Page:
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The Queen and her legacy: 21st century Britain has never looked so medieval

by Jonathan Cook
 
Part 4 - Teflon Queen
 
And therein lies the rub. The Queen is dead. Long live the King!

But King Charles III is not Queen Elizabeth II.

The Queen had the advantage of ascending to the throne in a very different era, when the media avoided Royal scandals unless they were entirely unavoidable, such as when Edward VIII caused a constitutional crisis in 1936 by announcing his plan to marry an American “commoner”.

With the arrival of 24-hour rolling news in the 1980s and the later advent of digital media, the Royals became just another celebrity family like the Kardashians. They were fair game for the paparazzi. Their scandals sold newspapers. Their indiscretions and feuds chimed with the period’s ever more salacious and incendiary soap opera plots on TV.

But none of that dirt stuck to the Queen, even when recently it was revealed – to no consequence – that her officials had secretly and regularly rigged legislation to exempt her from the rules that applied to everyone else, under a principle known as Queen’s Consent. An apartheid system benefiting the Royal Family alone.

By remaining above the fray, she offered “continuity”. Even the recent revelation that her son, Prince Andrew, consorted with young girls alongside the late Jeffrey Epstein, and kept up the friendship even after Epstein was convicted of paedophilia, did nothing to harm the Teflon Monarch.

Charles III, by contrast, is best remembered – at least by the older half of the population – for screwing up his marriage to a fairy-tale princess, Diana, killed in tragic circumstances. In preferring Camilla, Charles traded Cinderella for the evil stepmother, Lady Tremaine.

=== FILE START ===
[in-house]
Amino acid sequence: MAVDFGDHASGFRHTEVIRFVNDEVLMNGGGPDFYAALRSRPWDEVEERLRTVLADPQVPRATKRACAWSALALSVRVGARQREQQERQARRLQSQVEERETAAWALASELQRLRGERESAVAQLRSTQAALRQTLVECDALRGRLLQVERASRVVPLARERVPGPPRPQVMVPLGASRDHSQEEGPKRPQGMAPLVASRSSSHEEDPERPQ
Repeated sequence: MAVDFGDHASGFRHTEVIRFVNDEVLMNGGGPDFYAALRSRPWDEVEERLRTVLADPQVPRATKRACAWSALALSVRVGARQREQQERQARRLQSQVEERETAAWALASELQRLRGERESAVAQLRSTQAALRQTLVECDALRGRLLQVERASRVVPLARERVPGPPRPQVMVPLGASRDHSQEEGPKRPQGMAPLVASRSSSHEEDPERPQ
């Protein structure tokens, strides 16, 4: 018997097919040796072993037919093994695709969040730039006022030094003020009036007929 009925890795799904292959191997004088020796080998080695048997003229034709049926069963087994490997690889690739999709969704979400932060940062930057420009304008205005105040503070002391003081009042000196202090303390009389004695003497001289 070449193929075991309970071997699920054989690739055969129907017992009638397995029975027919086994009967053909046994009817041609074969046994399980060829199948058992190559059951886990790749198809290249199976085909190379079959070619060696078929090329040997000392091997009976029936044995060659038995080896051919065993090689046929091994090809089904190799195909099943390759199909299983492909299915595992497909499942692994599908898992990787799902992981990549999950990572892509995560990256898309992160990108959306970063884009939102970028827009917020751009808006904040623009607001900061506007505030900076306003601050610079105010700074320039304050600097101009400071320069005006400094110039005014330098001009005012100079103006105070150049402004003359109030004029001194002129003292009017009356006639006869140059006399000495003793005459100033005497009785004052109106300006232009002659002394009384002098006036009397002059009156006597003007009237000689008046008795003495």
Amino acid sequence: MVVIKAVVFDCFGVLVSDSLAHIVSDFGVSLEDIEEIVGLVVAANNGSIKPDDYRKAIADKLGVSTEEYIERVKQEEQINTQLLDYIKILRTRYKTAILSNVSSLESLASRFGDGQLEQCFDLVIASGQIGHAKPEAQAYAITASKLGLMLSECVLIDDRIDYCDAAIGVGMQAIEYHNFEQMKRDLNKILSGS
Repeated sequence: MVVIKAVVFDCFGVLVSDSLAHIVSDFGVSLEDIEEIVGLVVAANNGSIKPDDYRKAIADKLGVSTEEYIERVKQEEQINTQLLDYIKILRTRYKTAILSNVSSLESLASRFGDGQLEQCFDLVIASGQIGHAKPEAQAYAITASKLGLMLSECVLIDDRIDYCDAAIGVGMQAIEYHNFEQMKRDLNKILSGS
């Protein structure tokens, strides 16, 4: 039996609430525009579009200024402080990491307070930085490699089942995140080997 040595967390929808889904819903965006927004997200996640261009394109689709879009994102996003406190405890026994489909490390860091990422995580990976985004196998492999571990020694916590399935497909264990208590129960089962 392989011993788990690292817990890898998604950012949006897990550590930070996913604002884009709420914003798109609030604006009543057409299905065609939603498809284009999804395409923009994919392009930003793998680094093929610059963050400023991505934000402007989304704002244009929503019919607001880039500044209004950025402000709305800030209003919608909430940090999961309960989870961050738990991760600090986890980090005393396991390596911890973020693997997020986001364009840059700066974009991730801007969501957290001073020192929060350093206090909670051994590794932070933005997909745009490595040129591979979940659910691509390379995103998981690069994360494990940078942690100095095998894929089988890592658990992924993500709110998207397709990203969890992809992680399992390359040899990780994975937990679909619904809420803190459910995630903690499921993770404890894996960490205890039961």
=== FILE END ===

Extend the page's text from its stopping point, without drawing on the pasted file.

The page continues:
If the monarch is the narrative glue holding society and empire together, Charles could represent the moment when that project starts to come unstuck.

Which is why the black suits, hushed tones, and air of reverence are needed so desperately right now. The establishment is in frantic holding mode as they prepare to begin the difficult task of reinventing Charles and Camilla in the public imagination. Charles must now do the heavy lifting for the establishment that the Queen managed for so long, even as she grew increasingly frail physically.

The outlines of that plan have been visible for a while. Charles will be rechristened the King of the Green New Deal. He will symbolise Britain’s global leadership against the climate crisis.

If the Queen’s job was to rebrand empire as Commonwealth, transmuting the Mau Mau massacre into gold medals for Kenyan long-distance runners, Charles’ job will be to rebrand as a Green Renewal the death march led by transnational corporations.

Which is why now is no time for silence or obedience. Now is precisely the moment – as the mask slips, as the establishment needs time to refortify its claim to deference – to go on the attack.

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